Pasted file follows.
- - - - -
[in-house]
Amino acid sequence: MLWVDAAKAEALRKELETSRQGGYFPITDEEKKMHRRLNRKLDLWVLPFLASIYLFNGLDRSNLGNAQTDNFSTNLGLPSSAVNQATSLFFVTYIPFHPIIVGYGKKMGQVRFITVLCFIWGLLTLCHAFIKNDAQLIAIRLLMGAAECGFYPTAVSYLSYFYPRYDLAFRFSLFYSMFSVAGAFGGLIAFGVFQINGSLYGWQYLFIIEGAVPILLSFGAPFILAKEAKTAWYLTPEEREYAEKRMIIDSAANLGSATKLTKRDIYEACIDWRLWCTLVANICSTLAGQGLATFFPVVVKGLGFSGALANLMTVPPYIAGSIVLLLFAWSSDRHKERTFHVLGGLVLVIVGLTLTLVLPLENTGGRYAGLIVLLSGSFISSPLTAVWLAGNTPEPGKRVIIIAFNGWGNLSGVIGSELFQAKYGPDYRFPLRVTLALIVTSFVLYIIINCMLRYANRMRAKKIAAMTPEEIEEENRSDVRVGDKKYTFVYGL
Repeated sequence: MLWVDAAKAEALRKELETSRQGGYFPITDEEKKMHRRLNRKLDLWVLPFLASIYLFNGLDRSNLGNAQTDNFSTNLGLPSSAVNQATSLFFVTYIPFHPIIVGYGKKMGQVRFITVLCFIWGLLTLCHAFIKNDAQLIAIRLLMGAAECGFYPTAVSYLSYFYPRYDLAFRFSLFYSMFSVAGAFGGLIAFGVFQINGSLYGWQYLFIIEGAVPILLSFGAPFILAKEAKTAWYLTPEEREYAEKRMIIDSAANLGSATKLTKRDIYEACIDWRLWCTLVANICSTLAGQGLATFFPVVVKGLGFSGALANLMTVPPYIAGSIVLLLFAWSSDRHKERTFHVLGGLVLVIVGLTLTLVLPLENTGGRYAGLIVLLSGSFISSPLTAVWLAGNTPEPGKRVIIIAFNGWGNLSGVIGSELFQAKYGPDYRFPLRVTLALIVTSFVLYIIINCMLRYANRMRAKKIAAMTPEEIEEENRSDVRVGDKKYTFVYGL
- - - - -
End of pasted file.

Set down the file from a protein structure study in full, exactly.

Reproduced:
[in-house]
Amino acid sequence: MLWVDAAKAEALRKELETSRQGGYFPITDEEKKMHRRLNRKLDLWVLPFLASIYLFNGLDRSNLGNAQTDNFSTNLGLPSSAVNQATSLFFVTYIPFHPIIVGYGKKMGQVRFITVLCFIWGLLTLCHAFIKNDAQLIAIRLLMGAAECGFYPTAVSYLSYFYPRYDLAFRFSLFYSMFSVAGAFGGLIAFGVFQINGSLYGWQYLFIIEGAVPILLSFGAPFILAKEAKTAWYLTPEEREYAEKRMIIDSAANLGSATKLTKRDIYEACIDWRLWCTLVANICSTLAGQGLATFFPVVVKGLGFSGALANLMTVPPYIAGSIVLLLFAWSSDRHKERTFHVLGGLVLVIVGLTLTLVLPLENTGGRYAGLIVLLSGSFISSPLTAVWLAGNTPEPGKRVIIIAFNGWGNLSGVIGSELFQAKYGPDYRFPLRVTLALIVTSFVLYIIINCMLRYANRMRAKKIAAMTPEEIEEENRSDVRVGDKKYTFVYGL
Repeated sequence: MLWVDAAKAEALRKELETSRQGGYFPITDEEKKMHRRLNRKLDLWVLPFLASIYLFNGLDRSNLGNAQTDNFSTNLGLPSSAVNQATSLFFVTYIPFHPIIVGYGKKMGQVRFITVLCFIWGLLTLCHAFIKNDAQLIAIRLLMGAAECGFYPTAVSYLSYFYPRYDLAFRFSLFYSMFSVAGAFGGLIAFGVFQINGSLYGWQYLFIIEGAVPILLSFGAPFILAKEAKTAWYLTPEEREYAEKRMIIDSAANLGSATKLTKRDIYEACIDWRLWCTLVANICSTLAGQGLATFFPVVVKGLGFSGALANLMTVPPYIAGSIVLLLFAWSSDRHKERTFHVLGGLVLVIVGLTLTLVLPLENTGGRYAGLIVLLSGSFISSPLTAVWLAGNTPEPGKRVIIIAFNGWGNLSGVIGSELFQAKYGPDYRFPLRVTLALIVTSFVLYIIINCMLRYANRMRAKKIAAMTPEEIEEENRSDVRVGDKKYTFVYGL